A great downhill treat.

Today my ride had only one purpose. To enjoy the long downhill sections of the second half. First I had to reach the high point above Brinscall Woods, where my current favourite downhill begins. It’s a mainly off road route but there’s little excitement to the ride. It was, however, nice to be out in the sunshine especially as we may be entering a wetter period in the next few days. The ascending route is good exercise but I’d told myself I shouldn’t get too tired on the ride since we have friends coming round this evening for the first time since the lockdown started at the end of March.

I reached White Coppice where the first real challenge starts. I took the technical eastern side of the river which has some tricky sections. On the hardest rocky hump I kept the pedals turning but was not paying enough regard to the the front wheel which jammed on a rock and brought me to a halt. I’ve been thinking that this kind of obstacle just needs hard pedalling but maybe I need to use a little more finesse. Later in the ride is another similarly hard rock strewn mound where I could check my technique. I climbed the gravel fire road of Brinscall Woods and continued on the woodland trail on a rooty climb which I got up non stop. The dirt road onto the moor has a lot of loose gravel this year but my mind was now turning to the fabulous downhill which follows. I stopped briefly at the start, having ridden for around half my total ride time, and another rider came from the direction of the top of Great Hill, dropping to the edge of the woods below then turning left. I was turning right at this point and stopped to take some photos.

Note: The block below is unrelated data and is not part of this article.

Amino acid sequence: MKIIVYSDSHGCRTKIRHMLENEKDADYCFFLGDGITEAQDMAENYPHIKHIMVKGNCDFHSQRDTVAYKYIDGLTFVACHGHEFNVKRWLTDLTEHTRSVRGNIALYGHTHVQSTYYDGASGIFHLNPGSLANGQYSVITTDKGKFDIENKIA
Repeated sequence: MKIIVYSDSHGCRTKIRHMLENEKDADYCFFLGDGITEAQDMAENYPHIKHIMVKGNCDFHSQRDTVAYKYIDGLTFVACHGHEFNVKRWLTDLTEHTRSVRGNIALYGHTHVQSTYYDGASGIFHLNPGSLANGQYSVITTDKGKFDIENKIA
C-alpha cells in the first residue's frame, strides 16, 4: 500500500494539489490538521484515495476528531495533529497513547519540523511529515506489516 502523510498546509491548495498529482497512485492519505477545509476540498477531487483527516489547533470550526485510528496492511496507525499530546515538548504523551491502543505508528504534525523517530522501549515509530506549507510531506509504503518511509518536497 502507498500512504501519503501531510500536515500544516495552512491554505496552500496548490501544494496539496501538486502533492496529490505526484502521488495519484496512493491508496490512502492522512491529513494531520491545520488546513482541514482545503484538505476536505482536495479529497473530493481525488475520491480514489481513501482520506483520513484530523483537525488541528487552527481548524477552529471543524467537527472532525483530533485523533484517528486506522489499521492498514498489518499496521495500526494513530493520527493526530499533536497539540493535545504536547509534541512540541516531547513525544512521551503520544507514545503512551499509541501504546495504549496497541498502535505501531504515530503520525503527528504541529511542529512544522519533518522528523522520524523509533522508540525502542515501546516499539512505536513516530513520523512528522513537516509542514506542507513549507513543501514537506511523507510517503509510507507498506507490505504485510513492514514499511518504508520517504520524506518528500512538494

The descent starts with a fast, twisty moorland track which is thrilling.
At this point, over the stile, the trail changes to woodland. Damper at the moment with an undulating section along the top edge of the woods.

Early on the next section is the difficult rocky hump where I ground to a halt last time, having succeeded on the previous similar part. This time I kept the pedals spinning but allowed the front wheel much more freedom to rise and fall over the rocks by keeping loose. There was much less jarring over the bumps so I was able to keep it going. After the undulating section I popped over a fallen tree where a rudimentary soil ramp has been piled up. Then onto my favourite part of all which is a twisty, narrow trail with a loam surface mixed with rocks, roots and some more fallen trees. Most of the way it’s feet on the pedals single track. Leaning the bike whilst keeping the upper body fairly upright. On some corners, though, I stick my inside foot out in case of slides, especially where the track is wider. I admit I entered some of these corners too fast just for the excitement of feeling the bike slide as it reaches the limit of grip. Such slides may scrub a little speed off but I didn’t care, I was in it for the thrill, not the fastest time. Some parts were quite muddy, hence a bit slower, but not muddy enough to detract from the best section I currently know. Perhaps next time it will be too wet and I’ll have a long wait into next spring before it’s worth riding again.

I rode back to White Coppice and over Healey Nab where the open trails are running very well. Before the trees were felled in March the trail would never have dried so well so I suppose that’s a small compensation for the loss of 2,500 larch trees. I sped along the dirt track at the bottom of the hill and suddenly remembered that I wasn’t supposed to be tiring myself today. Oops! I’d been enjoying myself too much for such trivial considerations.

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